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Geometry of Quantum Networks and Quantum Network Routing

Cardiff Defence Industrial Security

Geometry of Quantum Networks and Quantum Network Routing

A quantum network is a physical arrangement of spins in, say, a nano structure and the spins interact in a way specified by a coupling energy Hamiltonian. The application consists in encoding the message as excitation of one of the spins, the "transmitter," and read out the message with acceptable fidelity, or Information Transfer Capacity (ITC), at another spin, the "receiver." Our contribution has been the geometrization of the ITC; that is, the definition of a quantum mechanical distance that reflects the ITC. It turns out that this distance is completely different from the distance emanating from the physical arrangement of the spins in the nano-device. This observation has been the stepping stone of our research.

A significant difference between classical and quantum networks is that the metric in the latter—the so-called maximum transfer probability—has no classical counterpart, leading to the strange result that spin networks have an anti-core (as opposed to the  core of a classical network), which seems to repel all excitation paths (as opposed to attracting all message paths creating congestion in classical networks).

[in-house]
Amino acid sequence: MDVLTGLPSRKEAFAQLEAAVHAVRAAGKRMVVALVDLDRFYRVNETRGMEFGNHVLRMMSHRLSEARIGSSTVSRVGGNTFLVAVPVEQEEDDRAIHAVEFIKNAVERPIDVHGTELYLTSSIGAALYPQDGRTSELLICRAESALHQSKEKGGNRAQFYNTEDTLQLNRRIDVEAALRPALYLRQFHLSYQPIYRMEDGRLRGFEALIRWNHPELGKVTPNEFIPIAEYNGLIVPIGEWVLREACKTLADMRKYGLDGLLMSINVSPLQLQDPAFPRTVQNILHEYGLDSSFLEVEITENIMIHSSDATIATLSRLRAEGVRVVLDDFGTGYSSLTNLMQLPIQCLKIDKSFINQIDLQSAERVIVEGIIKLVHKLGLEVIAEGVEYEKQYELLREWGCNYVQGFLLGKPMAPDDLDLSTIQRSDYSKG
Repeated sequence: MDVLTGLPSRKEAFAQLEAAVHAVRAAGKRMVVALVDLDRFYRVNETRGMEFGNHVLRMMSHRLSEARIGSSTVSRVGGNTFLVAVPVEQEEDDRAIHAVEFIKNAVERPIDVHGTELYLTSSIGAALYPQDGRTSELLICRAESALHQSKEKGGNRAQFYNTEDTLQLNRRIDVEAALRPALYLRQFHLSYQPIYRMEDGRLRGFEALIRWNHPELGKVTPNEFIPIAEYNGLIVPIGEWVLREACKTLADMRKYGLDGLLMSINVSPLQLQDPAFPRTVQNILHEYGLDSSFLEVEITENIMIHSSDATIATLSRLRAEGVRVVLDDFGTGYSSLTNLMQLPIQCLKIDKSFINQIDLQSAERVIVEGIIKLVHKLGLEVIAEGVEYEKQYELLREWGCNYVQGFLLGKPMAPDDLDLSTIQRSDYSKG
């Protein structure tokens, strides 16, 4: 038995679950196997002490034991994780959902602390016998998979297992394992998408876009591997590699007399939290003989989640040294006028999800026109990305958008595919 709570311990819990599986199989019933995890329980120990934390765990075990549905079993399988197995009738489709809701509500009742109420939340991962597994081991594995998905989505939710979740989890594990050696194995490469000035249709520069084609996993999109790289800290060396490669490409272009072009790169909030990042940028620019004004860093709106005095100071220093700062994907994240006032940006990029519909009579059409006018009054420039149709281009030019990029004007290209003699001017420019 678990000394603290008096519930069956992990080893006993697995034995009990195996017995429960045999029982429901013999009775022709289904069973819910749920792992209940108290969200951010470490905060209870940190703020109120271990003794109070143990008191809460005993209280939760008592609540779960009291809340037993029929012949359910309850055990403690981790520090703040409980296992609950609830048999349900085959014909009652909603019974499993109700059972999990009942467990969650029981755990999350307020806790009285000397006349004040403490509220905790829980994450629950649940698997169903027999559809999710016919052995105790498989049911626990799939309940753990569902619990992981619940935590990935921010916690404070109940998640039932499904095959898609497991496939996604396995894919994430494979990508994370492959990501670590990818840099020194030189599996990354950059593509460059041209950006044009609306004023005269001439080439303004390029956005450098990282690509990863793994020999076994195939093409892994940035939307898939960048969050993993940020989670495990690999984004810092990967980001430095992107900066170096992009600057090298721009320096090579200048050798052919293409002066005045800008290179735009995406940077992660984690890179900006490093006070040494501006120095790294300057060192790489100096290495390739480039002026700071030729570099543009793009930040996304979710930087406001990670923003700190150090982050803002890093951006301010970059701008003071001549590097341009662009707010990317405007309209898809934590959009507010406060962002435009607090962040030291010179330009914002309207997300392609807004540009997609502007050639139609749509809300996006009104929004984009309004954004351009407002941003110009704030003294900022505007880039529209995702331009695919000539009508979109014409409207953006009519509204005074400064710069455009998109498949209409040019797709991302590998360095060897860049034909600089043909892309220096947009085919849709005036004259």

It turns out that the core vs. anti-core behaviour is a corollary of the curvature of the spin network. Classical networks are Gromov hyperbolic with a nontrivial Gromov boundary, creating a gravity center (core), where most of the geodesics pass. Early investigation of spin networks have revealed that they are Gromov hyperbolic, but with a trivial Gromov boundary, resulting in an anti-gravity centre, a  point that repels geodesics. This phenomenon is still in need of clarification; in particular, the physical difficulty of communicating with the anti-core center calls for some control, which in turn changes the geometry, leading to the concept of dynamical routing in quantum networks by curvature control.

Finally, it has been assumed thus far that the spin network is "closed," whereas most of the quantum system are "open," that is, they are subject to the decoherence effect of the environment. How does the geometry evolve when the network is subject to decoherence? For how long does the chain remain coherent? How could we fight the decoherence with appropriate control actions?

Project Leaders

Frank Langbein

Telephone: +44 (0) 29 20870110

Research Themes

Research Institutions


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